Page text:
Wildlife in Southeast Tennessee
Southeast Tennessee is world-renowned for its beauty, culture, and diversity of plant and animal life. Along its easternmost border is the Great Smoky Mountains, a subrange of the Appalachian Mountains, and towards the western end of this region, the city of Chattanooga. The Appalachian Trail runs right along Tennessee’s Eastern border with North Carolina.
The Tennessee Wildlife Federation calls Tennessee “the most biologically diverse inland state.” The Tenessee Wildlife Action Plan’s website reports that the state has more than 325 species of fish, 89 mammals, 61 reptiles, and more than 340 birds that either inhabit or migrate through Tennessee. In addition, there is a treasure trove of invertebrate species such as land and aquatic snails, mussels, crayfish, and a multitude of insects. Wildlife in Hamilton County, where Chatanooga is located is abundant and easy to access.
Habitats of Southeast Tennessee
One of the reasons Tennessee has such a variety of animal life is the different habitats available for wildlife to thrive in. From wildlife in Chatanooga to wildlife deep within the Great Smoky Mountains, there’s plenty of habitat for all.
- Conifer or Boreal forests are comprised of high-altitude areas where the most common trees are firs, spruce, and hemlock. In this habitat, the climate and environment look more like upstate New York than the upper south with peaks, ridges, and valleys. Within this habitat are the Great Smoky Mountains National Park and the Cherokee National Forest. This is where moose, deer, elk, bears, and cougars roam along with smaller mammals such as raccoons and opossums.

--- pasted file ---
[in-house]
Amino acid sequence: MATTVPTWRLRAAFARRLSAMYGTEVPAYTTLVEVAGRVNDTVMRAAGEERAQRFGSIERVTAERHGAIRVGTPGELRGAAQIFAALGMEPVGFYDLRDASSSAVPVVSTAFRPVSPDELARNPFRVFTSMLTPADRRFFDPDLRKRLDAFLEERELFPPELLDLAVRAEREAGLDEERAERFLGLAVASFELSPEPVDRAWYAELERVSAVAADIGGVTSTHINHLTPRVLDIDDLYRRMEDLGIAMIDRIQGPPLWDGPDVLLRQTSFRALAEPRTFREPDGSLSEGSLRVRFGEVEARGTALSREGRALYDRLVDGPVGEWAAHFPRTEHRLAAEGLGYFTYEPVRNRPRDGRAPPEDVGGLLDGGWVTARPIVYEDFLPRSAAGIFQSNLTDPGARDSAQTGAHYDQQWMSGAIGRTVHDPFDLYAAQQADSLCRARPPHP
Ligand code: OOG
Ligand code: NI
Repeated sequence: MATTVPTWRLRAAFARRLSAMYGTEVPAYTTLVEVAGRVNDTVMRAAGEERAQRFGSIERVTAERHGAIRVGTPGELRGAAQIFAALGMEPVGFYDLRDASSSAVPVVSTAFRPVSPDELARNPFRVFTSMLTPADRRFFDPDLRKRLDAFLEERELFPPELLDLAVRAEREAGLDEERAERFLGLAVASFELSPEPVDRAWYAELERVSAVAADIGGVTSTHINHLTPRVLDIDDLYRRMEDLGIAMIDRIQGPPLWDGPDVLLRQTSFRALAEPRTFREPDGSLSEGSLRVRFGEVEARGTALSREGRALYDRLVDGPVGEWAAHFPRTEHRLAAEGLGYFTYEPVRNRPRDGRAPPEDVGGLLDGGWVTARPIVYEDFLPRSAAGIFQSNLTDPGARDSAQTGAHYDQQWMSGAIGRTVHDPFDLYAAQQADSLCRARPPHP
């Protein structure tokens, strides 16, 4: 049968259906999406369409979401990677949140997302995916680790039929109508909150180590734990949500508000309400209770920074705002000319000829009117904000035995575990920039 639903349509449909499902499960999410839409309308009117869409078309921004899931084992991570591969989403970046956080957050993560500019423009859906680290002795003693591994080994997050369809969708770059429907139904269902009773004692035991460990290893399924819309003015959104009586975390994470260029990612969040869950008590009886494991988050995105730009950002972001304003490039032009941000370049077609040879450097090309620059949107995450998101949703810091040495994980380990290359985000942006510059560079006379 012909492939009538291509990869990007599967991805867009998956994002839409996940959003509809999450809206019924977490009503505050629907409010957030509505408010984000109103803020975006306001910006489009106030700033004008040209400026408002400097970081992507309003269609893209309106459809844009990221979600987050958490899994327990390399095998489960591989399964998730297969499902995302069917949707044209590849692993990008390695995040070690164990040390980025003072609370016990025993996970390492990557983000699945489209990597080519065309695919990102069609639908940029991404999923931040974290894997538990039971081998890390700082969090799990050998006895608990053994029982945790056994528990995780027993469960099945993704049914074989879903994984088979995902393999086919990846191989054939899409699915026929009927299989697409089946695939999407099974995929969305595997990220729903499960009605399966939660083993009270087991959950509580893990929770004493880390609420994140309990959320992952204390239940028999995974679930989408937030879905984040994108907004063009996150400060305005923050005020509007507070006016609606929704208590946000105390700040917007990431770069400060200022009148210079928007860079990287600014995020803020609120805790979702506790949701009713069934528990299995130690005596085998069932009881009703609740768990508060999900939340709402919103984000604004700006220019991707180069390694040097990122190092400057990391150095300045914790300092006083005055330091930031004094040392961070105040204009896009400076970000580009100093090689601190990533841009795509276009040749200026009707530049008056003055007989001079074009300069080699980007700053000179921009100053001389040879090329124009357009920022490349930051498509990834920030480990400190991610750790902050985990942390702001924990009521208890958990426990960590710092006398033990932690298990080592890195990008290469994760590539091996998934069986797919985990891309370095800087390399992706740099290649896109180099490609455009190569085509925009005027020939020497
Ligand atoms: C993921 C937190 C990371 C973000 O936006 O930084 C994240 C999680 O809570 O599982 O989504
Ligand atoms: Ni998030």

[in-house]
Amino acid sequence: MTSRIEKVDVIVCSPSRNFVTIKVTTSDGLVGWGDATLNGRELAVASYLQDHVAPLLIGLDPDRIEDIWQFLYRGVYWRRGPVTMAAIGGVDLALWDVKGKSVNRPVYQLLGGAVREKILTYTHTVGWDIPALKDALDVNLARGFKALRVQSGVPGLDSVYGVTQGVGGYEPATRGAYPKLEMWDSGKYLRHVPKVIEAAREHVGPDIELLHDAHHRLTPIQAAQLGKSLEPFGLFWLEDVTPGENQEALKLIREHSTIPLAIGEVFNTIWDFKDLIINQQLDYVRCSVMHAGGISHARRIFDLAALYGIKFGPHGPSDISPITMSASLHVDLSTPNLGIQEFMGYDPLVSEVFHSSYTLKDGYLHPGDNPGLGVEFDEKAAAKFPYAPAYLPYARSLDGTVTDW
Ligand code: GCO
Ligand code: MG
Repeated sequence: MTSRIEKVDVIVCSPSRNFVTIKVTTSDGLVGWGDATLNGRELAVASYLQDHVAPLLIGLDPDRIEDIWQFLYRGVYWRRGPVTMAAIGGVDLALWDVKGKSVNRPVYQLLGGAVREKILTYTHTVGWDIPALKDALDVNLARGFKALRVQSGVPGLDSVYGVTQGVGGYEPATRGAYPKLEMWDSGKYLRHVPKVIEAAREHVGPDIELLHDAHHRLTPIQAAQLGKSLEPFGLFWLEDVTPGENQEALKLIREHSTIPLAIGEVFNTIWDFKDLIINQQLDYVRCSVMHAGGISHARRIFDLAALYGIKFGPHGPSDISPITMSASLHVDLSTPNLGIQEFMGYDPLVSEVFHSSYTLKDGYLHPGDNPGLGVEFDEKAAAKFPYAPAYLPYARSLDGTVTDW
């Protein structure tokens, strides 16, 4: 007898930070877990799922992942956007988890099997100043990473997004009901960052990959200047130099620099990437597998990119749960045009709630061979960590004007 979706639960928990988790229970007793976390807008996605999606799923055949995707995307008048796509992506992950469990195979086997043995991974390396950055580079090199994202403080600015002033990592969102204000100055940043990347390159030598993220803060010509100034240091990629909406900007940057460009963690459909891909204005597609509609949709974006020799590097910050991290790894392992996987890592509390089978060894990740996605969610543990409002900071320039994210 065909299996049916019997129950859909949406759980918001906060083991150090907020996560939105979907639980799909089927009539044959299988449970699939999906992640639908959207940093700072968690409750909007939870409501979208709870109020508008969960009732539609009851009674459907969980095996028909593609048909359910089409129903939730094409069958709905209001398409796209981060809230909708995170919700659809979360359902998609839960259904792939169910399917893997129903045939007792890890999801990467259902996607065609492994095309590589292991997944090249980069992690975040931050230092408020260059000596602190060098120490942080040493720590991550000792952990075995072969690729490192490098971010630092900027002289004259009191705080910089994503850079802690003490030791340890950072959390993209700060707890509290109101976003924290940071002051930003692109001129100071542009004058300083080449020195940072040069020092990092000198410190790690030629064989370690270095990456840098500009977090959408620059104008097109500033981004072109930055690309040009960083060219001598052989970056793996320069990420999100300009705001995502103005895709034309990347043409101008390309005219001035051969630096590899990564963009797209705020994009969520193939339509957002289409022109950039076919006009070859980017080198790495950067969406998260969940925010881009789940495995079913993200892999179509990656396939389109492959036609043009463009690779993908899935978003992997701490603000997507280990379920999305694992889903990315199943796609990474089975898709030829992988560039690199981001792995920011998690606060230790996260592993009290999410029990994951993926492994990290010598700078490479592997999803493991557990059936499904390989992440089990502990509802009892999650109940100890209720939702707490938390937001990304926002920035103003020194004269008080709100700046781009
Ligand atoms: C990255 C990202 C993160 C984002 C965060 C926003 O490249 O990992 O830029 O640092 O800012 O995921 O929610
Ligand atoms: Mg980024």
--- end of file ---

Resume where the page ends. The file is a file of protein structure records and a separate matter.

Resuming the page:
- Deciduous forests of southeast Tennessee are comprised of oaks, maples, beech, walnut, and other hardwoods. This area is filled with deer, raccoons, opossums, and turkeys. It is a diverse habitat with much environmental variation, providing wildlife with ample places to create dens, find food, and access water.
- The Cumberland Plateau stretches north to south and is the southernmost section of the Appalachian Mountains and is the world’s longest breadth of hardwood forest. It is a long flat high elevation formation with cliffs formed over hundreds of thousands of years by ice age drifts and erosion. The Cumberland and Kentucky Rivers traverse this area as do many tributaries of the Tennessee River. The wildlife living here varies from bears and deer to skunks, raccoons, and an enormous variety of birds, amphibians, and mollusks.
Where to See Wildlife in Southeastern Tennessee
Southeastern Tennessee has an abundance of places to go and see wildlife. Basically, if you're in Great Smoky Mountain National Park, their trails will lead you through beautiful forests with wildlife. But here are a few places that stand out.
The Hiwassee Refuge
This refuge is located at the intersection of the Hiwassee and Tennessee rivers. It is a well-known place to view bald eagles and the largest winter flock of sandhill cranes in the southeast, aside from Florida. There is an observation platform from which you get a sweeping view of fields and the shoreline.
The Riverpark is a paved greenway trail alongside the Tennessee River. It’s a great spot for watching beavers. The bird life is plentiful there including herons, egrets, ducks, and more.